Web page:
My Bitchy Edge

 I don’t want to bear any  ill will against my colleagues who push back hard against narrative based methods, those who prefer an eclectic (read: ineffective) approach. They are doing what is natural for them.
They are making their best professional decision. I can accept that, except when it is done at the expense of children. That is when I get a bitchy edge.
So, I guess that, even though I don’t want to bear any ill will against my colleagues who won’t let go of their “eclectic” (read: ineffective) approach, I guess I do bear ill will against them. Putting mental suffering in the form of boring worksheets on children overides my desire to bear no ill will towards my colleagues, I guess.
 But the scope of this change from not using the language in the classroom to using it all time in the classroom is so big, so unavoidable, and makes so much sense, that the push back of my colleagues must eventually have to give way to an acceptance of the wisdom of speaking the language in meaningful and interesting ways in the classroom, and an acceptance of the fact that activities and exercises in books have shown us nothing.
Once they do that, they won’t push back anymore, because principals will eventually mandate that we all use the language in the classroom, for their own reasons:
– they will want their WL teachers to align with the new (CA, CO, OR) or soon to be new (in the other states) state standards.
– they will want increased student enrollments in world languages and they will see that happening in schools where narrative methods are mandated by principals, like Lincoln High School in Denver, where student enrollment in languages has spiked (Annick Chen is a French and Mandarin teacher at Lincoln who has completely exploded the enrollment in WL in her school in the past four years using TPRS).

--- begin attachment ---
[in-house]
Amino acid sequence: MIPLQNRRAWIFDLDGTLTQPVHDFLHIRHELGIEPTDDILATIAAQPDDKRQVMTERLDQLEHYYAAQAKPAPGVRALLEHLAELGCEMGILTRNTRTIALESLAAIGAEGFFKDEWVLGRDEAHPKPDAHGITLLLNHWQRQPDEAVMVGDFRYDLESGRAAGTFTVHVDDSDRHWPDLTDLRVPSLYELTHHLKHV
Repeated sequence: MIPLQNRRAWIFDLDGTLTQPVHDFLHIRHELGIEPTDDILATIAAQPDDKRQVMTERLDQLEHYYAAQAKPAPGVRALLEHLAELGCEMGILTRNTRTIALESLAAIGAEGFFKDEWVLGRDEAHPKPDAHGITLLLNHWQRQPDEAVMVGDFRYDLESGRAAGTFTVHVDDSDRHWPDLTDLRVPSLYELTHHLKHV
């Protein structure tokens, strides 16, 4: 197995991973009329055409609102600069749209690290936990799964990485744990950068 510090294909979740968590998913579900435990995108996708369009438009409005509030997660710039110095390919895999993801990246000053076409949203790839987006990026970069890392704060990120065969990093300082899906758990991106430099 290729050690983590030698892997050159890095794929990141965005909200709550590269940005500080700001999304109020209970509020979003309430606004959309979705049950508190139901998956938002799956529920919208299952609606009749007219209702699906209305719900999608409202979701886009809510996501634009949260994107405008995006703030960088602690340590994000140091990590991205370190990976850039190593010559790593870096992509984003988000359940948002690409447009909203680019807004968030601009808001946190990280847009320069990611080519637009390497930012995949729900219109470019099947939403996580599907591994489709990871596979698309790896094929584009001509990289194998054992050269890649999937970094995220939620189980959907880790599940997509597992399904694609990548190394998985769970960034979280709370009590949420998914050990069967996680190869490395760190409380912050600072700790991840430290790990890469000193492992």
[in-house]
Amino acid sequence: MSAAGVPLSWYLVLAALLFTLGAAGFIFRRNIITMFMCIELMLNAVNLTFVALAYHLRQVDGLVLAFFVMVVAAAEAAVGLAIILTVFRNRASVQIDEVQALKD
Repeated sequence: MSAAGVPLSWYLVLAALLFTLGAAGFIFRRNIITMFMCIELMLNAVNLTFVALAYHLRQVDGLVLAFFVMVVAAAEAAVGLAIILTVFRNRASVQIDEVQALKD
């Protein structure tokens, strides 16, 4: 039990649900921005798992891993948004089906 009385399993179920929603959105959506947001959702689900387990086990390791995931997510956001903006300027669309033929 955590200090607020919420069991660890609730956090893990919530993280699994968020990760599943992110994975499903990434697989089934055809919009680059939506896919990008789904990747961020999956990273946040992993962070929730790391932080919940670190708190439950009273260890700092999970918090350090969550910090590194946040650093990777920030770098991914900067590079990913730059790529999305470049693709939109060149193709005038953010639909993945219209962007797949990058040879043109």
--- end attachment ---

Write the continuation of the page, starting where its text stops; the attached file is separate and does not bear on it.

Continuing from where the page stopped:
– they are tired of stupid infighting in their WL departments and they simply want a unified department. The departments that get the results are the ones using TPRS, and the ones not getting the results are the traditional departments. Principals will see that and insist on the change. No bitchy edge needed.
– the principals will stop even listening to their teachers who do it the old way. There is no stopping the logic of speaking the language in the classroom all the time.
– they would not have become principals if they didn’t want to bring change to old ways of doing things. This is an era of rapid change, and things can’t stay the same, and we in WL education are no exception.
– most principals, at least those with whom I have spoken, agree with Krashen’s ideas. They don’t quite get the link between Krashen and their WL departments, but, slowly, this is happening.
– most principals took a language when in school, and admit to having taken little away from those classes relative to the time invested. They suspect the old ways as being ineffective, and they are suspicious of the bullshit they are hearing from their teachers who claim that the old ways work.
– they are tired of no results, and when they see the results that come from PROPERLY RUN TPRS classrooms – about one of ten can be said to be properly run – they begin mandating this change.
So the change will come from principals. It probably won’t come from district WL coordinators. Few are on board with Krashen, even though they claim that they are. Most support the old ways.
But the change will come from teachers like Jason Castellano, rocking the house with Spanish at Montbello High in Denver.